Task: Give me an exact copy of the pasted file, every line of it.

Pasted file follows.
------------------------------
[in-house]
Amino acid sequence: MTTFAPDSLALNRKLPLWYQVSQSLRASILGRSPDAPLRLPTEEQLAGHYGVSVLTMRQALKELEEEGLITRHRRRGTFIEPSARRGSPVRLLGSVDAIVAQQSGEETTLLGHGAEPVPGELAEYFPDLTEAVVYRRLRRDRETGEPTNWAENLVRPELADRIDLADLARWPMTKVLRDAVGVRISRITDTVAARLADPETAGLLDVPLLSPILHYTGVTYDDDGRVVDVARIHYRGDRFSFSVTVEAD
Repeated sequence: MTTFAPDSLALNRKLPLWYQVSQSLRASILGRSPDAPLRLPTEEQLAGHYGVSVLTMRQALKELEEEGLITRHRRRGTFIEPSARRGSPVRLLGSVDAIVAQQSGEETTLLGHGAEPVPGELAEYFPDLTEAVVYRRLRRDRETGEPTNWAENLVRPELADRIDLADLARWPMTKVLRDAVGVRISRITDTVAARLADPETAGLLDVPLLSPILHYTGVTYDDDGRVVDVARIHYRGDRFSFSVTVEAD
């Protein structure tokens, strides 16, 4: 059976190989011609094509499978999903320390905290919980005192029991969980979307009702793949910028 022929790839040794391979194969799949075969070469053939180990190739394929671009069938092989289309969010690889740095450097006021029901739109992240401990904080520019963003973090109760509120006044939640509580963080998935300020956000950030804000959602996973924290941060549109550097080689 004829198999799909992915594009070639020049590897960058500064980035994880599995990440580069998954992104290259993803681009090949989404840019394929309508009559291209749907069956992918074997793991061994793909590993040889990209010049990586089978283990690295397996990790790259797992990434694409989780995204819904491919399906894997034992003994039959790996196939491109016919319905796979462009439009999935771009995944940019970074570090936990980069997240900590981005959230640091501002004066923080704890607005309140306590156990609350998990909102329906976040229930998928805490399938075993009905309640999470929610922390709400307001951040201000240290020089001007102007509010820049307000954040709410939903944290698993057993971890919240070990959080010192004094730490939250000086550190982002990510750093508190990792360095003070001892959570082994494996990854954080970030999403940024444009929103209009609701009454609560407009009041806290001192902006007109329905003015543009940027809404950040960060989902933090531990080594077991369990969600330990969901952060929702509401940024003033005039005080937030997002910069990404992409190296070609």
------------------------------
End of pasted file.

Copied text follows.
[in-house]
Amino acid sequence: MTTFAPDSLALNRKLPLWYQVSQSLRASILGRSPDAPLRLPTEEQLAGHYGVSVLTMRQALKELEEEGLITRHRRRGTFIEPSARRGSPVRLLGSVDAIVAQQSGEETTLLGHGAEPVPGELAEYFPDLTEAVVYRRLRRDRETGEPTNWAENLVRPELADRIDLADLARWPMTKVLRDAVGVRISRITDTVAARLADPETAGLLDVPLLSPILHYTGVTYDDDGRVVDVARIHYRGDRFSFSVTVEAD
Repeated sequence: MTTFAPDSLALNRKLPLWYQVSQSLRASILGRSPDAPLRLPTEEQLAGHYGVSVLTMRQALKELEEEGLITRHRRRGTFIEPSARRGSPVRLLGSVDAIVAQQSGEETTLLGHGAEPVPGELAEYFPDLTEAVVYRRLRRDRETGEPTNWAENLVRPELADRIDLADLARWPMTKVLRDAVGVRISRITDTVAARLADPETAGLLDVPLLSPILHYTGVTYDDDGRVVDVARIHYRGDRFSFSVTVEAD
């Protein structure tokens, strides 16, 4: 059976190989011609094509499978999903320390905290919980005192029991969980979307009702793949910028 022929790839040794391979194969799949075969070469053939180990190739394929671009069938092989289309969010690889740095450097006021029901739109992240401990904080520019963003973090109760509120006044939640509580963080998935300020956000950030804000959602996973924290941060549109550097080689 004829198999799909992915594009070639020049590897960058500064980035994880599995990440580069998954992104290259993803681009090949989404840019394929309508009559291209749907069956992918074997793991061994793909590993040889990209010049990586089978283990690295397996990790790259797992990434694409989780995204819904491919399906894997034992003994039959790996196939491109016919319905796979462009439009999935771009995944940019970074570090936990980069997240900590981005959230640091501002004066923080704890607005309140306590156990609350998990909102329906976040229930998928805490399938075993009905309640999470929610922390709400307001951040201000240290020089001007102007509010820049307000954040709410939903944290698993057993971890919240070990959080010192004094730490939250000086550190982002990510750093508190990792360095003070001892959570082994494996990854954080970030999403940024444009929103209009609701009454609560407009009041806290001192902006007109329905003015543009940027809404950040960060989902933090531990080594077991369990969600330990969901952060929702509401940024003033005039005080937030997002910069990404992409190296070609």